Consider value-range marketing

Value-range marketing is another result-oriented pricing strategy to consider. It involves selecting a listing price based on what you would sell for today provided a buyer gave you a check. Then, you should set a second amount that is lower, that you wouldn't reject if a buyer decides to buy your property at that price. Therefore, you can consider listing your home as "$386,000 or best offer" instead of just listing at a fixed amount of $386,000.

Hire an experienced listing agent

Hiring an experienced listing agent is an excellent idea, but you should go for an agent that is familiar with your local market and is aware of the values of homes that are similar to yours. When a listing agent has this knowledge, they will know the exact amount of your home based on your local market.




Tags: Real Estate   how to   home seller  
Categories: Uncategorized  


Posted by William Manchenton on 10/22/2019

Minimalism has taken hold of a generation of new homeowners. Many young families may move multiple times before finding a forever home. Throughout the sorting, packing, loading, moving, and unloading they realize that much of what they carry with them is not necessary for comfortable living. Many folks have accepted the challenge to pare unused and cluttering items from their lives. Whether you are planning to move soon, just moved into your forever home, or are somewhere in-between, you can benefit from paring down and decluttering your life.

Discover freedom

Proponents of decluttering from Marie Kondo, star of Netflix's hit show, "Tidying Up With Marie Kondo," to Genevieve Parker Hill, author of Minimalist Living: Decluttering for Joy, Health, and Creativity, believe that reducing your home’s clutter, overflow, and disorganization help to free up your time, energy, and happiness. The concept of removing disorganization from your life sets you up to more effortless living.

You can join an online challenge ranging anywhere from three days to six weeks to fit your schedule. Alternatively, you can make a pact with friends or siblings to cheer each other through it or challenge yourself to carry out a list of decluttering items in one day or over several days. If you take on the challenge by yourself, create a suitable reward for your efforts.

Clear your mind first

Before you try to clear your home of clutter, take some time to organize your thoughts first. 

  • Write down what you hope to achieve by decluttering: more space? More peace? Better time management?
  • Note where you want to start. You may be able to declutter your entire home, but before you bite of that enormous chunk, create an order of priority. Is the hall closet most important? The pantry? Perhaps your biggest headache is your closet, attic, or garage. Start with that one place. If you try to do too many spaces at once, you may end up discouraged before you start.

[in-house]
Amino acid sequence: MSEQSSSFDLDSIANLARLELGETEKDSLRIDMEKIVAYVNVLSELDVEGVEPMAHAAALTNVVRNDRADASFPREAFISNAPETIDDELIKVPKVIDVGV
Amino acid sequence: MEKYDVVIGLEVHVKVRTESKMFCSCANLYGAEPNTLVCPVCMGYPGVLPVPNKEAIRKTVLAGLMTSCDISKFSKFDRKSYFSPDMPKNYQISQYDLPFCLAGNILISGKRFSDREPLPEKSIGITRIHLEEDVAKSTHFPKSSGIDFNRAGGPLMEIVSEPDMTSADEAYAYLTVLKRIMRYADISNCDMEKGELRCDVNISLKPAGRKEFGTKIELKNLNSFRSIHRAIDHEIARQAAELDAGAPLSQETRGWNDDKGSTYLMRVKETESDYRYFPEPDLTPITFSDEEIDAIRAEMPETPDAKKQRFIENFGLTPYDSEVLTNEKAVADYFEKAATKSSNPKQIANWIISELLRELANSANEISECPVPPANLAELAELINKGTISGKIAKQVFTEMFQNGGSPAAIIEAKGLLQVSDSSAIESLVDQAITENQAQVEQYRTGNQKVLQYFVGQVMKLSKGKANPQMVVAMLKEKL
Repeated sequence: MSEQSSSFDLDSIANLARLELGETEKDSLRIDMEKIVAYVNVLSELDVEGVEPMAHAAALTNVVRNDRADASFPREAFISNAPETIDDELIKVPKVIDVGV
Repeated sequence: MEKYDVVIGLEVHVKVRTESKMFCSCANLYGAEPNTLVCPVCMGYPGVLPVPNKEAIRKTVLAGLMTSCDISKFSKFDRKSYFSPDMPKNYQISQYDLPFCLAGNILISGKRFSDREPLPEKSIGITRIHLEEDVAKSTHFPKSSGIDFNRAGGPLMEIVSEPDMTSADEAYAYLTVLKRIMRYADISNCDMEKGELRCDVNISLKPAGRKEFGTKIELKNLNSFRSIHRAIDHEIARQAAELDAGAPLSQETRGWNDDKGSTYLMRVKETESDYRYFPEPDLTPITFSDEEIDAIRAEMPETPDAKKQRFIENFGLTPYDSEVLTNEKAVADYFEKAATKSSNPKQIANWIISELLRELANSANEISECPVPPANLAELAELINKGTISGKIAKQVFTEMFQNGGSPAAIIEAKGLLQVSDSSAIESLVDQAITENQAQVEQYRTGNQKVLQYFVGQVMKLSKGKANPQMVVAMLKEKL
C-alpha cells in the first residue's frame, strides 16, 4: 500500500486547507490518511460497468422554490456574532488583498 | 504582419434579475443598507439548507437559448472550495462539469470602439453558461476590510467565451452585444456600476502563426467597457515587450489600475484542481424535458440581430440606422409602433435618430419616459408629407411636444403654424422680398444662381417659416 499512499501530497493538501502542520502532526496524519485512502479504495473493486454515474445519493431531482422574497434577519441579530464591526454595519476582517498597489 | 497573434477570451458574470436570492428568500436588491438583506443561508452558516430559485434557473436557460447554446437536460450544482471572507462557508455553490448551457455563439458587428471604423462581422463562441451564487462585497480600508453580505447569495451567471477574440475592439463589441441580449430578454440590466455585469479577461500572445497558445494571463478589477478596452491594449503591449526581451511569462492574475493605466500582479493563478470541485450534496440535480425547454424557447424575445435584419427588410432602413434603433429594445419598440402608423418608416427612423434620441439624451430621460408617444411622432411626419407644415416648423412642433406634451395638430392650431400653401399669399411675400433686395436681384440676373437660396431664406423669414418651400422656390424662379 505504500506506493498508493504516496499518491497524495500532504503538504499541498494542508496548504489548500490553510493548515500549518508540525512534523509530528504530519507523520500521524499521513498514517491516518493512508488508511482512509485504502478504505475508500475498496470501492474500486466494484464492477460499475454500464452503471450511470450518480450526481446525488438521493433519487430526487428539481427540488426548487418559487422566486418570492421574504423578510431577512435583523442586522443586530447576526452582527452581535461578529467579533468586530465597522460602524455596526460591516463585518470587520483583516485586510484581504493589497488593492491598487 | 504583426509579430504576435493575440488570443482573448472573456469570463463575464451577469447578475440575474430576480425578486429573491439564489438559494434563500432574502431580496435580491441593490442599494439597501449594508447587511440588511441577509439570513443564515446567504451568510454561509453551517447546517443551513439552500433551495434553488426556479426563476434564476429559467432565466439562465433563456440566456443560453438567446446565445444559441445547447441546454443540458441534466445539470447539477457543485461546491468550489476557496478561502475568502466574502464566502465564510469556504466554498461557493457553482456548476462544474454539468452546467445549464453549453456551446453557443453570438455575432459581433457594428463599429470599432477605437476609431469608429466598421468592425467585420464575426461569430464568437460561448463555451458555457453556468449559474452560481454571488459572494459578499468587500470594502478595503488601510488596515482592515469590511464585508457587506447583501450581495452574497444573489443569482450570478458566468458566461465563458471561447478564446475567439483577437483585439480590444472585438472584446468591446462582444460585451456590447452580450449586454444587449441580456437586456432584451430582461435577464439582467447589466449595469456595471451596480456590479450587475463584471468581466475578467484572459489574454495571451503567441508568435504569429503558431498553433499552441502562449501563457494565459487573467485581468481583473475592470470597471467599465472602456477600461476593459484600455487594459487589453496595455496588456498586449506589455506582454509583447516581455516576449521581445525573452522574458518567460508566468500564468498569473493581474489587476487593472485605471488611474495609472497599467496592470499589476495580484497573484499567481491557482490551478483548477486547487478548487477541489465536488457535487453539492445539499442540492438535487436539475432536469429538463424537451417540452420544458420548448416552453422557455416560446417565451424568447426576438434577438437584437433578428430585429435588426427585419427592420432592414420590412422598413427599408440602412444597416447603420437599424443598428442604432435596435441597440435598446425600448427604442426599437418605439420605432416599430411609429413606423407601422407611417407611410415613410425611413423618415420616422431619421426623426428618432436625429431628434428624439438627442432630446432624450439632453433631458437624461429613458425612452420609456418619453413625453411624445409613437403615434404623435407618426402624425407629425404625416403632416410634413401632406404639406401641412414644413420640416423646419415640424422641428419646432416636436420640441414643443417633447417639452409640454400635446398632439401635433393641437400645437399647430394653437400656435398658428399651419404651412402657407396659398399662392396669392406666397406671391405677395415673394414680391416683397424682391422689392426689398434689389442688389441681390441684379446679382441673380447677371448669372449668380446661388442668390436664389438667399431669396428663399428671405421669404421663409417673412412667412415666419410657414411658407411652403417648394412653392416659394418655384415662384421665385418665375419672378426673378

• Set aside the day or days for your challenge. Block off your schedule. Putting it off got you into this position in the first place and any interrupted to your challenge dates might tempt you to indulge in procrastination once again.

Once you have determined the room you will start with, prepare four boxes for sorting: 

  • Discard – items too used or useless to give to a charity or thrift store need tossing. Do not donate anything beyond its useful life. At the end of each day, you will discard these items so that you avoid the temptation to put them back in your house.
  • Recycle – if you no longer use it for its original purpose, but you know you could use it someplace else, put it in the “recycle” box.
  • Give – items you no longer use, but that someone else could go in the “give” box. You can donate these to a charity or thrift store or give them to family members or friends that want them and will use them. Immediately place this box in your car to give away as soon as possible.
  • Keep – this is what goes back in this location, or into another place. Once you clean out the area, return to it only the items that belong there. If you have other keep items, move them to the room or location they belong in so that they no longer clutter up your space.

When you finish, reward yourself. Then, set up the next challenge. If you plan to put your home on the market, to give a deadline to your challenge, have your real estate agent set an open house date.





Posted by William Manchenton on 10/15/2019

There are a lot of advantages to living in a low-crime neighborhood, such as family safety, peace of mind, and a minimal risk of getting your personal property stolen.

Perhaps the only downside of living in a relatively secure, desirable part of town is that you might let your guard down completely. When that happens, especially on a regular basis, you're creating a vulnerability that could eventually be taken advantage of. That's why is pays to be consistent when it comes to locking doors, teaching your kids good security practices, and always making your home appear as if someone's home.